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The trick to getting blockchain to work for insurance


July 30, 2018   by Jason Contant


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The trick to getting blockchain to work in the insurance space is getting all the players in the market to align and agree on common standards and a way to govern the blockchain, Aon Benfield’s chief information officer said Friday.

“There’s a massive efficiency play there if you can get alignment across the different parties in the chain,” Bob Olson said in an interview. “That’s always the big trick: can you get all the players in the chain to align and agree on common standards [and] a common way to govern the blockchain? That’s kind of what the industry is going through now – to try and figure out which consortium, which group is going to get the right momentum behind them [and then] get some standards built.”

Kelly Superczynski, head of Aon Benfield Analytics for the Europe, Middle East and Africa region, agreed that the benefits of blockchain include efficiency and trying to get some costs out of the equation. As it currently stands, there is a “long chain of people involved” in the insurance process, each with their own system, whether it’s a carrier, managing general agent, broker, reinsurance broker or reinsurer, Olson added. That’s a very labour-intensive kind of process that involves re-keying and revalidation of information, trying to sync information and get claims paid and reconciled.

“But having a shared distributed ledger allows you to effectively, in the ideal world, actually enter it once, have other people supplement and add on throughout the data chain, but not having to do all this re-keying and reconciliation through the whole process,” Olson said.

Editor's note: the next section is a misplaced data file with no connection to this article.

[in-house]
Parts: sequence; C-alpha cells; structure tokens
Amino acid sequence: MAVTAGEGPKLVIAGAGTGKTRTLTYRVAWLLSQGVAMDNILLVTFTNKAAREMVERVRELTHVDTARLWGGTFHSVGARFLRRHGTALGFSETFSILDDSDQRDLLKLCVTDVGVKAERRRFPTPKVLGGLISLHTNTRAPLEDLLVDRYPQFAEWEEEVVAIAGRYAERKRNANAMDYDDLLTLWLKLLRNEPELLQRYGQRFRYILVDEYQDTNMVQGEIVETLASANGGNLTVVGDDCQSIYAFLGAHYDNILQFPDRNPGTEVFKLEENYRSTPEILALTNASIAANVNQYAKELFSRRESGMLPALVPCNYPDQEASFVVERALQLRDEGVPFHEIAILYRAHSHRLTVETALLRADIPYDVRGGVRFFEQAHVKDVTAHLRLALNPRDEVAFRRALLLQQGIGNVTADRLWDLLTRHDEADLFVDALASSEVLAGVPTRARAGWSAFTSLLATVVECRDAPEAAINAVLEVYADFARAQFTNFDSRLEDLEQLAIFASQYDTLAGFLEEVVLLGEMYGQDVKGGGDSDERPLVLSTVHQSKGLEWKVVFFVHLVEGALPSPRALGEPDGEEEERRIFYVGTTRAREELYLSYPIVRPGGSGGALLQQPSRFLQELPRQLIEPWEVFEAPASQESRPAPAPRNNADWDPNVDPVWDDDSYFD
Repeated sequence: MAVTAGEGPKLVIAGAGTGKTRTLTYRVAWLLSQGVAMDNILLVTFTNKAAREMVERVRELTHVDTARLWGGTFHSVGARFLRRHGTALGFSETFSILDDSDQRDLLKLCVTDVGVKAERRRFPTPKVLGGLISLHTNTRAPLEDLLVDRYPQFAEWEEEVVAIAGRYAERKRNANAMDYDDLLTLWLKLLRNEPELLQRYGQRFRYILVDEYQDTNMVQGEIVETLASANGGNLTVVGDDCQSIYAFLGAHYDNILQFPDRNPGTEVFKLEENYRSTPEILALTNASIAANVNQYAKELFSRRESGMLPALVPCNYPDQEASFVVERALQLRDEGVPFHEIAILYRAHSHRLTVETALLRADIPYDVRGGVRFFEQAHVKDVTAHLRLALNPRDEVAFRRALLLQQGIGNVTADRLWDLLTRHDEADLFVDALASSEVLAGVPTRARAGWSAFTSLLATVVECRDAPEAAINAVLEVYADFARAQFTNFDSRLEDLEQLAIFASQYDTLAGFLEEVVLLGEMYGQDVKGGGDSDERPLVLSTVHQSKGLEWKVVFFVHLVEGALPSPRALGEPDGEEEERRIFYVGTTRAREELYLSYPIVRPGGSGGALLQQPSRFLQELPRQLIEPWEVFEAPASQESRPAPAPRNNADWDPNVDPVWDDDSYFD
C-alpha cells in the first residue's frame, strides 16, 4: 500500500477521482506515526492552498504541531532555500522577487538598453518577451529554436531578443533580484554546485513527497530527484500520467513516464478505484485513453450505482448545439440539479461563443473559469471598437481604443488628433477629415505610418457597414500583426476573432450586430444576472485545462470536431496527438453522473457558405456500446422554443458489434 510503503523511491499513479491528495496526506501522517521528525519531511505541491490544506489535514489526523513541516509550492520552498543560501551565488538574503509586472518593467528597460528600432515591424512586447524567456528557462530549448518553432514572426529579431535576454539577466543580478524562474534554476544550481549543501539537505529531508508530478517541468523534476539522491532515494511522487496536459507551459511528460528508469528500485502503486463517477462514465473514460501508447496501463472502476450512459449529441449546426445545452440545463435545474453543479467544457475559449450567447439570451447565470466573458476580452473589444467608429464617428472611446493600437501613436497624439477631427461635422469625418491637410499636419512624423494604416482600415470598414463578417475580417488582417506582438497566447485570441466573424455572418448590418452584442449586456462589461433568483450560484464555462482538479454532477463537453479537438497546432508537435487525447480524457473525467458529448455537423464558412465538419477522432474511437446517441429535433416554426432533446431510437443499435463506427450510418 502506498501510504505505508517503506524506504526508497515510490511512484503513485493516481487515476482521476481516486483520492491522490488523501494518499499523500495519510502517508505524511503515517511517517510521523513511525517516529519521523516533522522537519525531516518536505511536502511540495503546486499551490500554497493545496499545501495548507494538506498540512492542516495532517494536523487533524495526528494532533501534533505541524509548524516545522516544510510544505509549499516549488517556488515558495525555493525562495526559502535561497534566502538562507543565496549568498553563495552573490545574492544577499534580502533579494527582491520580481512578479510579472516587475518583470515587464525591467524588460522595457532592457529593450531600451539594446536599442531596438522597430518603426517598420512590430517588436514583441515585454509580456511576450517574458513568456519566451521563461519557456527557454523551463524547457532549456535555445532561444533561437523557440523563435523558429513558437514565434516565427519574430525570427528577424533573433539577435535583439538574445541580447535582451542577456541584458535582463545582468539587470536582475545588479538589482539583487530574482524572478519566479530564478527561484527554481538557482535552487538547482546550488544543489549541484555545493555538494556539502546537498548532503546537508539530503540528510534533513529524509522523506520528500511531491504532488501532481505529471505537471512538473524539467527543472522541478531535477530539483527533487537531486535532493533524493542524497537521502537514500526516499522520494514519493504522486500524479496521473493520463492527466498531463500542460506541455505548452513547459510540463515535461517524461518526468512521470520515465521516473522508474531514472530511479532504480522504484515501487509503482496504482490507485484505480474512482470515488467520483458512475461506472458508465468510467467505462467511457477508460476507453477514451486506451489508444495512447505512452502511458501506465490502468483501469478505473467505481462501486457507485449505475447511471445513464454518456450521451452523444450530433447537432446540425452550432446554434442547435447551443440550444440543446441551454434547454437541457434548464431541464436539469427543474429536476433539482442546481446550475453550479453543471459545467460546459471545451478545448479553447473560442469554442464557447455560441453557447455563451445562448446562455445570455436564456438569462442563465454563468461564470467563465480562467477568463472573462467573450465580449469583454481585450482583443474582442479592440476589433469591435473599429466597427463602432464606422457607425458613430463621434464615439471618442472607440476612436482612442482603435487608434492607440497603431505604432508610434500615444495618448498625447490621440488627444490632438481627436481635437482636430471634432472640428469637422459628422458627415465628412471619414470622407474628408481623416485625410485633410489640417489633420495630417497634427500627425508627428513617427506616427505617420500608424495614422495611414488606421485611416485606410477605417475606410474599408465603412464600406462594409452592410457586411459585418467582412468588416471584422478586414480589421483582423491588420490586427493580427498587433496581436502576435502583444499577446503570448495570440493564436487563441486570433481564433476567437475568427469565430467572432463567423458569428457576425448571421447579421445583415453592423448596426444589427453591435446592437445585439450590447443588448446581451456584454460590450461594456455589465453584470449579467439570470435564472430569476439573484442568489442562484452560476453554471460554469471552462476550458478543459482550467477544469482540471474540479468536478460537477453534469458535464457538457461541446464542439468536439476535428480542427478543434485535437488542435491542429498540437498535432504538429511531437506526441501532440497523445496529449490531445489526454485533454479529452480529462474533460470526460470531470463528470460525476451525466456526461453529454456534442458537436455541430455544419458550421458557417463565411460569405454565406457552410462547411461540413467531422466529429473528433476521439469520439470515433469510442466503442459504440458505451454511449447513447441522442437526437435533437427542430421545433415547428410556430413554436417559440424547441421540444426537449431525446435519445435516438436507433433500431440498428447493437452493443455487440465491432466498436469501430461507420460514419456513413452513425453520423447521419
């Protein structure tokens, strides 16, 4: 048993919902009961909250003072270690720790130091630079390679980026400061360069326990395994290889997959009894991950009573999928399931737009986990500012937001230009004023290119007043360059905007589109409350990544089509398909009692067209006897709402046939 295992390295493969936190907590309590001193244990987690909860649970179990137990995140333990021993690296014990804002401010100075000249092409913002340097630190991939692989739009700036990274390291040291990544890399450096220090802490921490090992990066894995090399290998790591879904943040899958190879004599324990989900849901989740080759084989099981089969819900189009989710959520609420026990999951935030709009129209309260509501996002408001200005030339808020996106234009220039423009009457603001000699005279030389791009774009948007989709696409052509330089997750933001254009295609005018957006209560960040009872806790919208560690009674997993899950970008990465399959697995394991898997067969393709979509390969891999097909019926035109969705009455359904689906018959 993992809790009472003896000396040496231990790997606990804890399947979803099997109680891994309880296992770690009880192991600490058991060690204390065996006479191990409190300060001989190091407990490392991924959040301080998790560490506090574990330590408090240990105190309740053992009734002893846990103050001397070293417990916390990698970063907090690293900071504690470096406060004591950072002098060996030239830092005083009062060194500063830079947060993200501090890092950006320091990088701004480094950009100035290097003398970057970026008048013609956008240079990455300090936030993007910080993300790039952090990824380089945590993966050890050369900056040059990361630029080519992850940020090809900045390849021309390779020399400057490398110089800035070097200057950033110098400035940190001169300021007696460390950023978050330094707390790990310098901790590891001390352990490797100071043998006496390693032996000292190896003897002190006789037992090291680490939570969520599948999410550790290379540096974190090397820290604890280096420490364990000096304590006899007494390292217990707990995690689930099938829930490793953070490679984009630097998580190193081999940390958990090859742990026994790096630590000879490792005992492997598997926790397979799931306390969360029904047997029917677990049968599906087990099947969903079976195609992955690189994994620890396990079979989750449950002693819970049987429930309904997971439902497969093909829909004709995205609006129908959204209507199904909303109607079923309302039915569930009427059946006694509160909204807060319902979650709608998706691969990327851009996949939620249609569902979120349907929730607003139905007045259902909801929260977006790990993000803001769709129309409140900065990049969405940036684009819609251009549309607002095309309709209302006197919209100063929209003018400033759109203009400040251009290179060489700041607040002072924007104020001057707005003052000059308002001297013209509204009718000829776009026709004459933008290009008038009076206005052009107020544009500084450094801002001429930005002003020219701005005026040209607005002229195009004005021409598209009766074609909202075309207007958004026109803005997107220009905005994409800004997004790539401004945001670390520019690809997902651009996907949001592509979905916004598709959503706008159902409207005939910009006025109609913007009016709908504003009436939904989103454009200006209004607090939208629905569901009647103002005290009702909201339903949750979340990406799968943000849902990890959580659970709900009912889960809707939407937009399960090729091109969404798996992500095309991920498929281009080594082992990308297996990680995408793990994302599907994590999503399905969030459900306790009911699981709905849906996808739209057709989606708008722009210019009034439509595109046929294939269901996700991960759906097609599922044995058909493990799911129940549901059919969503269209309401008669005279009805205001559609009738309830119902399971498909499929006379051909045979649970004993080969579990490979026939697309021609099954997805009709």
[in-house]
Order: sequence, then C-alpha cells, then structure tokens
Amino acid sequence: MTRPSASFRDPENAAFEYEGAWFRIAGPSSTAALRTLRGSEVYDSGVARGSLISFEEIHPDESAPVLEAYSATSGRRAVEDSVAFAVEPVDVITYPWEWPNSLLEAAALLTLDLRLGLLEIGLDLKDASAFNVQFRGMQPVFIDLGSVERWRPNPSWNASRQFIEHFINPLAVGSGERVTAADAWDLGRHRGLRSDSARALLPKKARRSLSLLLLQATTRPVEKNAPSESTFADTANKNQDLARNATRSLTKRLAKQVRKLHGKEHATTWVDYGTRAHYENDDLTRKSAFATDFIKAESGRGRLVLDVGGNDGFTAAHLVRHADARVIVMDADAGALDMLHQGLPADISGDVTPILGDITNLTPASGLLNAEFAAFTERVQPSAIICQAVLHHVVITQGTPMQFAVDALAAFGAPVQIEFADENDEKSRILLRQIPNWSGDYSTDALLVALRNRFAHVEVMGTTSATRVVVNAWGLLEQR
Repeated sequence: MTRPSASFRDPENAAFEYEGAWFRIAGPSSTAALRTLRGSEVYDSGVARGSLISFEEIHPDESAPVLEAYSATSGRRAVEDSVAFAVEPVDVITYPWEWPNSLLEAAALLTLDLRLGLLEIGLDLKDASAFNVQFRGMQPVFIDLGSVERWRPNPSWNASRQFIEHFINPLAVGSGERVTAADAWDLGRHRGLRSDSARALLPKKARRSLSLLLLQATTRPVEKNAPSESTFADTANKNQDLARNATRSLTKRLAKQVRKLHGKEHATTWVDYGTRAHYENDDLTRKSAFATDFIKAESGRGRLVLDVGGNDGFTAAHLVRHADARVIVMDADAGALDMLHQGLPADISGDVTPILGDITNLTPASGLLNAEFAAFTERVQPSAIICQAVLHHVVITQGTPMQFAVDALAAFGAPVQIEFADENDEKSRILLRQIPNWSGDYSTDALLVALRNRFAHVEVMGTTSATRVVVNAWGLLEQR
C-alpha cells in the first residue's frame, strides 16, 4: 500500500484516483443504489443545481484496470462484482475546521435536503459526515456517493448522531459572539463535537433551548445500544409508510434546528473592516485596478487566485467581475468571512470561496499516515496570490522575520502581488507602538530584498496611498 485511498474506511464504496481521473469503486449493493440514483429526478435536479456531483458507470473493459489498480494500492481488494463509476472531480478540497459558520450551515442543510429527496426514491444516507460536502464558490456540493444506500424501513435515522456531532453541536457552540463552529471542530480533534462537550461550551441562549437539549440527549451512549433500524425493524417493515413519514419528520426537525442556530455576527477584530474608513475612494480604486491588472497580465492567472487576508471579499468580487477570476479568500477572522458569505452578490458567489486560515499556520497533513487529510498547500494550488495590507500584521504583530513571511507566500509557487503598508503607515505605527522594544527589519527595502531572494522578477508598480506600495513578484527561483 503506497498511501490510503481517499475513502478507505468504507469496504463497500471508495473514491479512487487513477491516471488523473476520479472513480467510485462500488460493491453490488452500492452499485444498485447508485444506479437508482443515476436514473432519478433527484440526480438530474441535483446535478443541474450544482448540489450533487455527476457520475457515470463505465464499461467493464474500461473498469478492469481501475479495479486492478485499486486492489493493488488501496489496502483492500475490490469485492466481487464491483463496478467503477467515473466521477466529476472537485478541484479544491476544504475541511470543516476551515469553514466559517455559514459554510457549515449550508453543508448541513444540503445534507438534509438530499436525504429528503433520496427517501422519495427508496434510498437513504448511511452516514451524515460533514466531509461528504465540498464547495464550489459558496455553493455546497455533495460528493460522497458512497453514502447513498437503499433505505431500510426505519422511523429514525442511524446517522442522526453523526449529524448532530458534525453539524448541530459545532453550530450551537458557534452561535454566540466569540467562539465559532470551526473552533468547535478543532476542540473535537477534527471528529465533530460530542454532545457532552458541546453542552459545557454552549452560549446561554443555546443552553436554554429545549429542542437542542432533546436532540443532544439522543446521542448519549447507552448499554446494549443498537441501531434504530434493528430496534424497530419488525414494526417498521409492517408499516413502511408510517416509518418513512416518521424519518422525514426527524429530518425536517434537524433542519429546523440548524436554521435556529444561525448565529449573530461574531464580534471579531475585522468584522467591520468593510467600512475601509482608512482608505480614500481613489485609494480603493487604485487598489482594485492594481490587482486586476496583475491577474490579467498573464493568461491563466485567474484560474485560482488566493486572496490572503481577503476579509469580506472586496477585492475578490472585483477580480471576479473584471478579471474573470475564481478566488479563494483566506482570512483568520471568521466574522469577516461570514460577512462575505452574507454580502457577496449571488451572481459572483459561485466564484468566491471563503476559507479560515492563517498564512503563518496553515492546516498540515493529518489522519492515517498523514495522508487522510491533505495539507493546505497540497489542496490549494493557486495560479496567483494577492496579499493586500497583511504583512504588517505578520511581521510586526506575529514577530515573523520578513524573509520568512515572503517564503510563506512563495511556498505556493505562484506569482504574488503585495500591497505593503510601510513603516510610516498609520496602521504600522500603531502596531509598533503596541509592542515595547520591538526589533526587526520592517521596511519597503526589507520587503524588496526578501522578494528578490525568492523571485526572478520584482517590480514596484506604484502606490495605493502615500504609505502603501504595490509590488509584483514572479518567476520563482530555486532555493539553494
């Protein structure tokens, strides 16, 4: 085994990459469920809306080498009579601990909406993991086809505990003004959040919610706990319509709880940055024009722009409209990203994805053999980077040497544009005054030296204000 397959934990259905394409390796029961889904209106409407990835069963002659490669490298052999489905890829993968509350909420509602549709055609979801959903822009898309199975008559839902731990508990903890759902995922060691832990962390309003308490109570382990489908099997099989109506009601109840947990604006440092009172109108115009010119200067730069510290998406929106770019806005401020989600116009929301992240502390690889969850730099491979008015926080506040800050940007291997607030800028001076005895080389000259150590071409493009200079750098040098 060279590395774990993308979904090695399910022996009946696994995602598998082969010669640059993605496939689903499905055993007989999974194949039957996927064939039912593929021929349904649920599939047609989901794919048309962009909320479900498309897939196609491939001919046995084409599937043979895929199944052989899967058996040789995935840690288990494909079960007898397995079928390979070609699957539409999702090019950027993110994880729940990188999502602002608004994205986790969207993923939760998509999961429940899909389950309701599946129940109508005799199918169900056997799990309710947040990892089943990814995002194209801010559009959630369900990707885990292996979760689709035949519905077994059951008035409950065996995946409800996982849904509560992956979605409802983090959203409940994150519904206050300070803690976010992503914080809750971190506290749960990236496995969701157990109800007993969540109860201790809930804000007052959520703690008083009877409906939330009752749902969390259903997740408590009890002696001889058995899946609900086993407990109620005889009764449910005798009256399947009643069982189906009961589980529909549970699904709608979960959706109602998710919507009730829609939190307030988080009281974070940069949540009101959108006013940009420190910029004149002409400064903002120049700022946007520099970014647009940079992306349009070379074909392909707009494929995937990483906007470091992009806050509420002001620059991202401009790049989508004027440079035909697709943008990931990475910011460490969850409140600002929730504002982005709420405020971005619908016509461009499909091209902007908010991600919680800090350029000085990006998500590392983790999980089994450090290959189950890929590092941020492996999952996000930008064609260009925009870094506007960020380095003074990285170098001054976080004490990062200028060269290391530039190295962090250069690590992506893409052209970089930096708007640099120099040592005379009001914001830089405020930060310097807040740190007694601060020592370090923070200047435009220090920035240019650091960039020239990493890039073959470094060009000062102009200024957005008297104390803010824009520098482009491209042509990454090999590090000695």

At this point, though, “nobody really has it working in any kind of scale at this point; it’s still a lot of R&D,” Olson said. (Case in point is Canada’s largest insurer, Intact Insurance, which told Canadian Underwriter recently that it was exploring blockchain’s potential.)

Superczynski said that given expense ratio challenges across the industry, “there’s a recognition across the board that we need to reduce expenses, so using something like blockchain or other technology like AI are high up on the list of carriers’ initiatives because they are trying to figure out how we can get some costs out of the chain.”

Blockchain has a number of potential applications, including travel and marine insurance, she said. Marine is a very paper-heavy industry and there are a lot of endorsements and amendments as goods are physically passed through the chain. “Blockchain people see that as having a significant opportunity in the marine space because of the amount of paper that goes into just moving goods across the world,” Superczynski said.

For Marc Boone, senior director of IT with Aon, distributed ledger technology is the future. “Whether blockchain is the solution for how to transact more seamlessly across different parties or whether it’s some evolution of blockchain, it’s hard to say,” he said. “It’s going to evolve into a blockchain 2.0 or distributed ledger 2.0 or some other tech, but it is coming. The key thing is there is no doubt that there is going to be more data in the future coming from more sources and it’s going to be more joined up than it is today.”

The comments follow the release of the article Blockchain: Mechanics and Magic earlier this month, written by risk academic and former CEO of Aon Benfield Analytics, Stephen Mildenhall. Aon said in a press release outlining the article that “while commentators often tout blockchain as a solution to the insurance industry’s processing and back-office inefficiencies, they are missing its true potential: blockchain technology allows for the re-democratization of data – providing access to data where and when required – and for the reassertion of the individual’s control over their private data.”

In this regard, the article said, insurers are well-positioned to provide the infrastructure and alternative revenue model that will replaced “outmoded and insecure centralized networks” with distributed blockchain solutions. “According to this study, this ‘revolutionary model’ represents the true potential of the blockchain for the insurance industry.”